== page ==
Doubts grow over Opel deal

GERMANY: Fresh doubts grew over a rescue deal for Opel on Thursday after a newspaper said that Germany may drop its support unless other European countries join it in providing billions of euros in state aid.

Canadian auto parts maker Magna and its Russian partner, state-owned lender Sberbank, struck a preliminary deal last month to buy a 55-percent stake in Opel from US parent company General Motors.

Chancellor Angela Merkel's government, keen to safeguard the jobs of Opel's 25,000 German employees, agreed to sweeten the deal with 4.5 billion euros (6.6 billion dollars) worth of state aid.

This was on the understanding, however, that other European countries where Opel has plants like Britain, Spain, Poland and Belgium also contribute to the aid.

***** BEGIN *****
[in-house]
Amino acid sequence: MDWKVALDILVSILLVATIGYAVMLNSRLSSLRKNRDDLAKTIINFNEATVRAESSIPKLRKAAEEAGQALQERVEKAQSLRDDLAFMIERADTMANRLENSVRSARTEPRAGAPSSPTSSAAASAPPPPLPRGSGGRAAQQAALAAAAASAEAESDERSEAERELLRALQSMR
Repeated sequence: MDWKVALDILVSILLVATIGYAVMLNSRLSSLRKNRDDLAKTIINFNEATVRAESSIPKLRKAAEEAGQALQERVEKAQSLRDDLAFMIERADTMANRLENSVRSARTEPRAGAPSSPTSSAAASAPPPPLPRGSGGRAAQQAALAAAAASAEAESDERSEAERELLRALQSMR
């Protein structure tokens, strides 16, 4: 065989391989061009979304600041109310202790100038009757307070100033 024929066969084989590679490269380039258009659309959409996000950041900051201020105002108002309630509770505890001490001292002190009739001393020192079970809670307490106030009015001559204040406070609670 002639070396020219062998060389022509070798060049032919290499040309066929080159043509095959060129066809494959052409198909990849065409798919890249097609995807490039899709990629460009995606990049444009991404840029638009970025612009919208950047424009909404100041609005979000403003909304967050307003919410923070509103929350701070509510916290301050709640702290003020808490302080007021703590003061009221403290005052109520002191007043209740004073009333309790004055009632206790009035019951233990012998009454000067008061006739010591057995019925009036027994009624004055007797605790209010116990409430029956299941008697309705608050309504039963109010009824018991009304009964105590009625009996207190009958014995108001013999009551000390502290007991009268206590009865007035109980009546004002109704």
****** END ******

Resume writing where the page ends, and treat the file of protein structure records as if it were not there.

With these countries worried that the deal unfairly favours Germany -- EU regulators are scrutinising the deal -- none has yet told Berlin whether they will play ball, business daily Handelsblatt cited unnamed sources as saying.

GM, which emerged from bankruptcy earlier this year majority owned by the US government, and Magna want to sign a final deal early next week nonetheless, the paper quoted sources at the firms as saying.

The firms want to complete the transaction by the end of November, the paper added.